University looks to fill seats at athletic events, keep them full
Phillip Lady wants to boost student attendance and engagement at Southeast sporting events across the board.
Lady is the assistant director of athletics for marketing and engagement. Along with his department, Lady has invested time and money to fill seats at athletic events — and keep them full — in an effort to build a better student fanbase.
The goal, Lady said, is to go beyond a one-time student visit and create a full-time student section.
“The key is engagement. We can get a student to a game, but now we need them to sit in the student section, cheer and be engaged,” Lady said.
To engage students, the department has implemented halftime acts, giveaways and competitions. Among those acts are martial arts groups, dancers and family fun performers.
Lady has also begun to cultivate student leaders in freshmen Aidan Gremminger and Sophie Machen to lead Rowdy Crowd SEMO, a student section created this year.
According to Lady, one challenge has been competing local interest.
“It's not the only show in town,” he said of the other entertainment in Cape Girardeau. “We have to stay fun and we have to stay affordable to compete with everybody else in town.”
Another issue Lady identified is the sheer volume of athletics. The university is trying to build a fanbase for several Southeast teams with more than 100 home events with multiple teams playing in the same season.
“The biggest [challenge] is fatigue, especially for students, because they have so many other obligations,” he said.
Lady also urges students to try something new because although there are a lot of home events, the opportunity for experience is there and it’s free.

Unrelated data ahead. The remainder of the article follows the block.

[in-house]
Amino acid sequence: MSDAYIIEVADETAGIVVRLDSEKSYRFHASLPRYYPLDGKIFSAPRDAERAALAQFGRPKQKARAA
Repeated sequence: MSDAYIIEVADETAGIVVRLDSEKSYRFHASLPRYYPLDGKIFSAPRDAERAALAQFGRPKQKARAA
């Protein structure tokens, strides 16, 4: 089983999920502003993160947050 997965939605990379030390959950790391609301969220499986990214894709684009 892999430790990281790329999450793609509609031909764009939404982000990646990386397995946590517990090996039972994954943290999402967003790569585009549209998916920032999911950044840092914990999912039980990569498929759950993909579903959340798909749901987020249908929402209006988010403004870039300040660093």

“Maybe some people haven’t been to a college volleyball match,” Lady said. “Gymnastics is totally different than anything anyone has seen.”
Lady said his department saw some success when students in the student section stayed for the entire football home opener Aug. 29.
“That doesn’t always happen,” he said. “For them to come and be engaged and stay is a big victory.”
Last year’s historic football season, which came off of seven consecutive losing seasons, may have helped, but Lady knows his focus must be on fan experience.
“We can’t control what goes on on the field,” Lady said. “But we can control what goes on in the stands, the music, giveaways and the atmosphere to hopefully make it as fun as possible so win or lose, [fans] come back.”
Losing seasons can be depressing to student engagement and winning seasons can draw interest, but Junior Public Relations major Tia Johnson, noticed an alternate dynamic change at the fall opener.
“[The first] game was different than others because last year we had a winning season, and we have some of the top players in the OVC, but the student section has a Rowdy Crowd leader that kept everybody active and players are motivated from the crowd,” said Johnson.
Johnson noted a T-Shirt giveaway, but believes the Rowdy Crowd made a real difference in energy of the students in the crowd.
Land and student leaders say those interested in participating in the student section are welcome to join free of charge and encouraged to participate in the activities of the group.
Lady stressed the importance of student communication through Rowdy Crowd and said they are always seeking suggestions to increase engagement and entertainment.
He urges students to route their ideas first through student leaders because “some of the best ideas come from other people.”
“We don’t know it all,” he said. “We can see what [other schools] do and maybe tailor those things to fit the Redhawks. We would love to hear ideas.”
For information about upcoming events and themes, the new student section can be found on Facebook, Twitter and Instagram by searching “Rowdy Crowd SEMO.”